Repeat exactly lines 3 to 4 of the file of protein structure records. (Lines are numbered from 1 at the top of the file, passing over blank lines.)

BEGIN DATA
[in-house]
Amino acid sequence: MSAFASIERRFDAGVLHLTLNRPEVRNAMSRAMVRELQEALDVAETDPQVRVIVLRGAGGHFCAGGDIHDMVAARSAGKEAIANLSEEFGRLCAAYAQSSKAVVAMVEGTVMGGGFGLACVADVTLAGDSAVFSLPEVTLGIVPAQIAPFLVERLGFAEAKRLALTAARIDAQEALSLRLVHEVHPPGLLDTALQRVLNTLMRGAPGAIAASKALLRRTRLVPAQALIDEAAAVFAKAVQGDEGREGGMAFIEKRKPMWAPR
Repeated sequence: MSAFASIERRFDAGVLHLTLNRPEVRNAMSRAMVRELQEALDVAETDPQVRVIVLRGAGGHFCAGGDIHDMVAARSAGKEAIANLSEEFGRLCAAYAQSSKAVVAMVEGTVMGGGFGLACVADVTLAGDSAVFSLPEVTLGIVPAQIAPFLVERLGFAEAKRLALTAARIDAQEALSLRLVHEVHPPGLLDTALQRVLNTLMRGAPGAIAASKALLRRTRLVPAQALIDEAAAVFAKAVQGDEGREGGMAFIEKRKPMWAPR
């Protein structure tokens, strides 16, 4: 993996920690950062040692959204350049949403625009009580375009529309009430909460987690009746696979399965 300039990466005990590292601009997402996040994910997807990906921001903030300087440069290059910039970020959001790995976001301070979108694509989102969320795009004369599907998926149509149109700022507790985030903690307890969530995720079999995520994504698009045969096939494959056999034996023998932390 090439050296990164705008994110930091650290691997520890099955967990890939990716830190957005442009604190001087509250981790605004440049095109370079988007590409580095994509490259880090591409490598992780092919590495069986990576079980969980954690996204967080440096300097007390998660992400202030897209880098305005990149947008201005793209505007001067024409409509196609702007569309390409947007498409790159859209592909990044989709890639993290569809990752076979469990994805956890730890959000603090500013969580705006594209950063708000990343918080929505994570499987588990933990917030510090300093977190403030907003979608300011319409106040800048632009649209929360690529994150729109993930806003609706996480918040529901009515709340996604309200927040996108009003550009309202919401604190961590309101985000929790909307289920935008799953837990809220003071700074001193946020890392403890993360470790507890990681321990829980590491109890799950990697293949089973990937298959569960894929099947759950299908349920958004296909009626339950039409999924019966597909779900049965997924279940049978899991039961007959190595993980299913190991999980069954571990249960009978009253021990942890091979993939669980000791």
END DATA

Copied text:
Repeated sequence: MSAFASIERRFDAGVLHLTLNRPEVRNAMSRAMVRELQEALDVAETDPQVRVIVLRGAGGHFCAGGDIHDMVAARSAGKEAIANLSEEFGRLCAAYAQSSKAVVAMVEGTVMGGGFGLACVADVTLAGDSAVFSLPEVTLGIVPAQIAPFLVERLGFAEAKRLALTAARIDAQEALSLRLVHEVHPPGLLDTALQRVLNTLMRGAPGAIAASKALLRRTRLVPAQALIDEAAAVFAKAVQGDEGREGGMAFIEKRKPMWAPR
């Protein structure tokens, strides 16, 4: 993996920690950062040692959204350049949403625009009580375009529309009430909460987690009746696979399965 300039990466005990590292601009997402996040994910997807990906921001903030300087440069290059910039970020959001790995976001301070979108694509989102969320795009004369599907998926149509149109700022507790985030903690307890969530995720079999995520994504698009045969096939494959056999034996023998932390 090439050296990164705008994110930091650290691997520890099955967990890939990716830190957005442009604190001087509250981790605004440049095109370079988007590409580095994509490259880090591409490598992780092919590495069986990576079980969980954690996204967080440096300097007390998660992400202030897209880098305005990149947008201005793209505007001067024409409509196609702007569309390409947007498409790159859209592909990044989709890639993290569809990752076979469990994805956890730890959000603090500013969580705006594209950063708000990343918080929505994570499987588990933990917030510090300093977190403030907003979608300011319409106040800048632009649209929360690529994150729109993930806003609706996480918040529901009515709340996604309200927040996108009003550009309202919401604190961590309101985000929790909307289920935008799953837990809220003071700074001193946020890392403890993360470790507890990681321990829980590491109890799950990697293949089973990937298959569960894929099947759950299908349920958004296909009626339950039409999924019966597909779900049965997924279940049978899991039961007959190595993980299913190991999980069954571990249960009978009253021990942890091979993939669980000791």